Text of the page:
The common advice given to novice writers is: "Write what you know." Kimberley Lynne seems to have followed it in her entertaining first play, "Brief Candle," receiving its premiere at the Vagabond Theatre as part of the Baltimore Playwrights Festival.
A local actress whose background, according to the program, includes jobs on the production staffs at various regional theaters, Lynne has penned a backstage comedy-mystery chock-full of the sort of roles actors love to play -- i.e., they get to portray actors.
Although Lynne doesn't specify the name or location of the theater where "Brief Candle" takes place, it appears to be a professional Shakespearean company on the order of Washington's Shakespeare Theatre, but situated off the beaten track, or, as one character describes it, in a "backwater marsh."
The play begins on opening night of a production of "Macbeth," a play whose history of backstage tragedies gives the willies to all superstitious theater folk. Coincidentally, it is the same play used by mystery writer Ngaio Marsh in her novel, "Light Thickens." And as in that case, the willies prove justified when one of the company members is murdered.
In "Brief Candle," however, the murder takes place during a subsequent run of "Othello," which gives Lynne a chance to add the theme of jealousy to "Macbeth's" theme of a powerful woman manipulating a man.
What makes this especially fun is that the character of the leading lady is a Method actress, who lives all of the roles she plays. Trisha Blackburn's highly affected portrayal of this overly precious prima donna is right on target. When her leading man -- played with too much understatement by Tom Nolte -- accuses her of loving the roles he plays instead of loving him, we know he's right. And it's a hoot to see how Blackburn's character reacts in emotionally taxing circumstances; she immediately takes note of her feelings and files them away for use in some future role.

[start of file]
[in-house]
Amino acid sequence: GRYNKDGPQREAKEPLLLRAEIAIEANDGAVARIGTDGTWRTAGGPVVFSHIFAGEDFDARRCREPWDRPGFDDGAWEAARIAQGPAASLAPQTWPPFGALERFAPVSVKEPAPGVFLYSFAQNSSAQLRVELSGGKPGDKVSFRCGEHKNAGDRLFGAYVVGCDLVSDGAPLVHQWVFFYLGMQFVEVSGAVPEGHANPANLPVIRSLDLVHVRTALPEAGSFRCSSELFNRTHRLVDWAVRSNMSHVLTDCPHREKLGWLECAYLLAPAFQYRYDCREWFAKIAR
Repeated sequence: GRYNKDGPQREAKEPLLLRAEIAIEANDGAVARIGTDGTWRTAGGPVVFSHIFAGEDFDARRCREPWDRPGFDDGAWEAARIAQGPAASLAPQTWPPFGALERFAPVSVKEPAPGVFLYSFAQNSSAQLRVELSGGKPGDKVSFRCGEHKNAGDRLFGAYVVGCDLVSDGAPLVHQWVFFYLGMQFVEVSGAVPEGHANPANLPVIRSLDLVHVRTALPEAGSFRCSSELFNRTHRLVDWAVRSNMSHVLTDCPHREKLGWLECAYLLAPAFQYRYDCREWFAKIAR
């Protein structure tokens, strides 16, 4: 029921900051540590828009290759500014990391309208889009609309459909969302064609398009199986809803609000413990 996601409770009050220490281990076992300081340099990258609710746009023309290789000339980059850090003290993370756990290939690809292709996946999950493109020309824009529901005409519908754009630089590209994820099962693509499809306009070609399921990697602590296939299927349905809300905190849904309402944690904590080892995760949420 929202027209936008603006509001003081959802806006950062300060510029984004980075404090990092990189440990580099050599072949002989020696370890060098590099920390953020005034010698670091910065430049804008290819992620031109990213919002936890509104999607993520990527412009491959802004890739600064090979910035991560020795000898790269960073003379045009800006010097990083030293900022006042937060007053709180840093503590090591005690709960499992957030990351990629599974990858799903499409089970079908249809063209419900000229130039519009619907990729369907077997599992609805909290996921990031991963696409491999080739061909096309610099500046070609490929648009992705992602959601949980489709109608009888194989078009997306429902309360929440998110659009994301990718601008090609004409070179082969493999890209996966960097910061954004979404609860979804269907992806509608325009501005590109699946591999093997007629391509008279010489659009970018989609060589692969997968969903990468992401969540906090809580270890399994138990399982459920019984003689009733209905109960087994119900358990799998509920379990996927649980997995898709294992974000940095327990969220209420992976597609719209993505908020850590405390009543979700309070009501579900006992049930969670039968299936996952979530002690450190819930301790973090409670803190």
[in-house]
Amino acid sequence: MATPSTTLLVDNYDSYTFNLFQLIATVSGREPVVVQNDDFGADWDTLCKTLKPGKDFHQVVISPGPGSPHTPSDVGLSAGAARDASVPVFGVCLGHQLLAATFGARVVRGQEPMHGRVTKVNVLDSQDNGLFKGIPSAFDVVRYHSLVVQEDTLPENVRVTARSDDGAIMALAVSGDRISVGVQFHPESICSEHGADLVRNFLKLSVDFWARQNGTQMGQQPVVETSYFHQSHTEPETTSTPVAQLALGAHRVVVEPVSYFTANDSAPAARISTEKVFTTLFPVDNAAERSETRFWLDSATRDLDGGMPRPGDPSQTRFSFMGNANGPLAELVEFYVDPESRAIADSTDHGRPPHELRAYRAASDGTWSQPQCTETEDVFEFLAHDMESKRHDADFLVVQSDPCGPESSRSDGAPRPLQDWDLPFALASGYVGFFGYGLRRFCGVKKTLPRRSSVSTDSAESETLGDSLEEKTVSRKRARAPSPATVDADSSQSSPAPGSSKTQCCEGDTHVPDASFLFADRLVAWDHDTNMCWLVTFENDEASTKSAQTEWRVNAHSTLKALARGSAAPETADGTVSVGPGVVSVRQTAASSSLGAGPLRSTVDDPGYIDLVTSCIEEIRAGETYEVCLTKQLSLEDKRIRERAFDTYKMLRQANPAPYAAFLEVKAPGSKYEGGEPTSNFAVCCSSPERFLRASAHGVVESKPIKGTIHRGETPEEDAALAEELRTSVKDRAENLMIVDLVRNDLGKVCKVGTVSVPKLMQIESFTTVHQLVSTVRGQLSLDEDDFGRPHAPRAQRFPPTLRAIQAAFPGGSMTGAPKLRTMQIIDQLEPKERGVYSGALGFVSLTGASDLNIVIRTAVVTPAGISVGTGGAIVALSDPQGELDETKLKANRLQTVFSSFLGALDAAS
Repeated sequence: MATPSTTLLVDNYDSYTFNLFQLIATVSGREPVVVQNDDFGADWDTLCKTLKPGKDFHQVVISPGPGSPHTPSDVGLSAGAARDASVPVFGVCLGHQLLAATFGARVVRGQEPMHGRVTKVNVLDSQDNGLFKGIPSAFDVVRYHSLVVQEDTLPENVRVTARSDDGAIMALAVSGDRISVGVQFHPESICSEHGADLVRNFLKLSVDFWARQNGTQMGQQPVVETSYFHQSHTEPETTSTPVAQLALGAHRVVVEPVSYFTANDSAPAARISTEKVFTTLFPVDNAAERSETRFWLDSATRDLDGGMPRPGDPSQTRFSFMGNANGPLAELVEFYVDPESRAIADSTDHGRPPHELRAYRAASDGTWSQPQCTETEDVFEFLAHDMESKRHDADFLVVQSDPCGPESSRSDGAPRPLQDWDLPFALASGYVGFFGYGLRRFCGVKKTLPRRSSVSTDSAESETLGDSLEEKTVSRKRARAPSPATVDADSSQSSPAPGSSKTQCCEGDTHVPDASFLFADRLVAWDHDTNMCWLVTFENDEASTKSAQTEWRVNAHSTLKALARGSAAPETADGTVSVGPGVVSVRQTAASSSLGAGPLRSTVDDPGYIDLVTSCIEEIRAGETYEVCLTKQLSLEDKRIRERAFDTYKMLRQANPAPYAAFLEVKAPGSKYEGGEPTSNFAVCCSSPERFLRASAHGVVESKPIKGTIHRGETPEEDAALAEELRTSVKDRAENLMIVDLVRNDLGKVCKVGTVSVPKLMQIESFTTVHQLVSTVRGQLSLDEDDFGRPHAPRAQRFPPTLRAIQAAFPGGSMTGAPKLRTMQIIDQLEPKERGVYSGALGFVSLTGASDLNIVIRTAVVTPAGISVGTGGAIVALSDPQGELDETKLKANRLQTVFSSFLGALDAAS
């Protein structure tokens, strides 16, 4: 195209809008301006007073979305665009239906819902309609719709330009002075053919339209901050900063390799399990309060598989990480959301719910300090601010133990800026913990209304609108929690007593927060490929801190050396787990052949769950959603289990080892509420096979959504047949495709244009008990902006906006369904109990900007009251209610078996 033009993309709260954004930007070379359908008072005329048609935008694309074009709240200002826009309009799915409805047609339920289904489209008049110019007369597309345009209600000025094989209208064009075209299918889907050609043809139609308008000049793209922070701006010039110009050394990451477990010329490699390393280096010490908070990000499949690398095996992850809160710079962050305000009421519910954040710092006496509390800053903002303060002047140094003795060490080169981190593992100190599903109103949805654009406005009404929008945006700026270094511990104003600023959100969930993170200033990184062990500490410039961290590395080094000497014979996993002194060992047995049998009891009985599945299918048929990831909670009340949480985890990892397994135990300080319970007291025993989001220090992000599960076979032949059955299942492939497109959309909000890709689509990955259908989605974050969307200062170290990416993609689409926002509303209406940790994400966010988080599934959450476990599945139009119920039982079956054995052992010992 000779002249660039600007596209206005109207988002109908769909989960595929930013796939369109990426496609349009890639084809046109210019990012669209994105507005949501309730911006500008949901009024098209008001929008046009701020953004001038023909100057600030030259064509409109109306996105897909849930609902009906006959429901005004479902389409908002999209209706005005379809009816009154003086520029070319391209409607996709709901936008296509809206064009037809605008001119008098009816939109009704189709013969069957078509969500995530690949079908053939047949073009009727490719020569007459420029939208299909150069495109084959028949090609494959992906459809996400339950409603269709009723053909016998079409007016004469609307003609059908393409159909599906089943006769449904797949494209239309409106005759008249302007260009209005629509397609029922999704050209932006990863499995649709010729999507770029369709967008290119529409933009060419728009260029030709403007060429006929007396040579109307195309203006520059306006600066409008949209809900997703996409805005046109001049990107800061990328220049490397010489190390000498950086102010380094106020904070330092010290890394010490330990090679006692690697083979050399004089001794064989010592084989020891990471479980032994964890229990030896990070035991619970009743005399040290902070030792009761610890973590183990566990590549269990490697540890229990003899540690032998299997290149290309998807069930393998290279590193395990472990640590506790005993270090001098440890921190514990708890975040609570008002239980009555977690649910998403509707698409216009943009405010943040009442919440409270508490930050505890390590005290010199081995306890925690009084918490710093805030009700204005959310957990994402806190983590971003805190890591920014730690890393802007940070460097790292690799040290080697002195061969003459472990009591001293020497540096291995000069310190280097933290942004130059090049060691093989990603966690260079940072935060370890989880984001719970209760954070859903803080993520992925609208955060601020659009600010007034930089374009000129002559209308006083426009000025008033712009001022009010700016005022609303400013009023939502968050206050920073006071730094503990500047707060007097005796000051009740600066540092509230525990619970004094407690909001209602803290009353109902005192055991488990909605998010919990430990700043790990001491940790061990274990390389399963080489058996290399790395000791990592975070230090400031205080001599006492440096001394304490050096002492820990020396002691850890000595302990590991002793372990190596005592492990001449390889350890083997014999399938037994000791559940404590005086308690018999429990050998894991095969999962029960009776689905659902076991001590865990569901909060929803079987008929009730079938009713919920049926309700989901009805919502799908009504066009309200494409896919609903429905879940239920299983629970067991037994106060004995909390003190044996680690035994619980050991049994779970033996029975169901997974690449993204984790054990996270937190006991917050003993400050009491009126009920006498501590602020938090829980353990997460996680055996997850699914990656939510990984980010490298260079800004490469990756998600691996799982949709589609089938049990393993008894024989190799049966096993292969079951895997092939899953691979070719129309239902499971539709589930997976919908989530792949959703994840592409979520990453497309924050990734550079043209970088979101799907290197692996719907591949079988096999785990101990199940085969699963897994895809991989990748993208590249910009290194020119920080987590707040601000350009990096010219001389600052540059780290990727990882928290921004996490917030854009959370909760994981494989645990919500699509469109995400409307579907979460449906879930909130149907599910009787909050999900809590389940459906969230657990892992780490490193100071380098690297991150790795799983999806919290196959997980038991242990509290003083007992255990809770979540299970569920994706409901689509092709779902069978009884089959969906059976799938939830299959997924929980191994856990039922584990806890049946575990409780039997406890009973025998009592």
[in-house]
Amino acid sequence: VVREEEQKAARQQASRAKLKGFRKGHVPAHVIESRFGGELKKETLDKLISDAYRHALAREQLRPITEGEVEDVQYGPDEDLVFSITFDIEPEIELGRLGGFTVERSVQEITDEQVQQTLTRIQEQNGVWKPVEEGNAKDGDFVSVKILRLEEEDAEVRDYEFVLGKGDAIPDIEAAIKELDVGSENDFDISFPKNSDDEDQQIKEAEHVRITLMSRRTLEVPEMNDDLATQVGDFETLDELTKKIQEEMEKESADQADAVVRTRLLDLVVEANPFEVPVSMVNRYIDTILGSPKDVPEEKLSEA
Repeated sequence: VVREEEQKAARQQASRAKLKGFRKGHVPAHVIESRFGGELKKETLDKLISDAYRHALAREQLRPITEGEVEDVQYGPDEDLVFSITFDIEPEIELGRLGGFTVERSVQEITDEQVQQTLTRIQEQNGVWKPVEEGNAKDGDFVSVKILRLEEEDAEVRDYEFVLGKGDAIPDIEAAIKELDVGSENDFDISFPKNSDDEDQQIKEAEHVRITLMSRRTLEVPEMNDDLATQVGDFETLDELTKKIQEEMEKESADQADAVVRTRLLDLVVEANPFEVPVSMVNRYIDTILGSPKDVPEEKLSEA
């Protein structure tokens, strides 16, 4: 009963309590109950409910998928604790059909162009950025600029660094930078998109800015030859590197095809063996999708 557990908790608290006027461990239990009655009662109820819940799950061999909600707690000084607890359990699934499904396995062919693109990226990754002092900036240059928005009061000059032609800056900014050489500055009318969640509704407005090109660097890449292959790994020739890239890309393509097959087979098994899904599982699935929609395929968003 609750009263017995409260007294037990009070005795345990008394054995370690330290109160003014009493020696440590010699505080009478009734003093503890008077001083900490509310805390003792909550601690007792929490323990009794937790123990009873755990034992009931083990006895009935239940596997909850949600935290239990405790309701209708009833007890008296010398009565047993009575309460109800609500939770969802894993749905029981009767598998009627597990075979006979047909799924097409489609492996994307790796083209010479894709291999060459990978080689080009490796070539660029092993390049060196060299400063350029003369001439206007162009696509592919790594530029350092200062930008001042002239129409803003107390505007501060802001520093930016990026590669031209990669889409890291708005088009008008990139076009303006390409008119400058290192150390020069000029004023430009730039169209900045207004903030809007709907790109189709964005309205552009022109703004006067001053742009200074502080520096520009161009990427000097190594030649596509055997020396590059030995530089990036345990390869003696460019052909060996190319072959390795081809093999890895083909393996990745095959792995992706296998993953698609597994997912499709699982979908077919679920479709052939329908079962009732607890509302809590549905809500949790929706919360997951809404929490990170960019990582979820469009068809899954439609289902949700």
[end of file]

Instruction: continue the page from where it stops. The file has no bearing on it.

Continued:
Although "Brief Candle" offers a valid excuse for flamboyance, several cast members in addition to Nolte seem to be holding back or to be uncomfortable with the formality of the lines. The production is further hampered by confusion stemming from Donald Joseph Koch's set, which suggests, instead of defining, the walls separating the backstage rooms. Whether due to this design or to director Christian Garretson's blocking, many of these suggestions go unheeded, making it at times difficult to know whether characters who appear on stage together are aware of each other's presence.
But these problems are not irremediable, and they are overshadowed by such welcome touches as the inclusion of a non-naturalistic scene -- a rarity for this festival -- in which a character steps outside of himself to observe the action.
Incidentally, it may be only coincidence, but the character who seems most realistically drawn happens to be the deepest backstage figure of all -- the clean-up girl, enthusiastically portrayed by Linda B. Stein. This character begins and ends the play, and she displays more sheer joy for theater than even the troupe's star players. It may be a wild guess, but I suspect this character also comes closest to the playwright herself. And, judging from this first effort, her passion for the theater is beyond question.
When: Tonight and tomorrow at 8:30 p.m.; Sunday at 7 p.m.
Where: Vagabond Theatre, 806 S. Broadway.
Call: (410) 563-9135.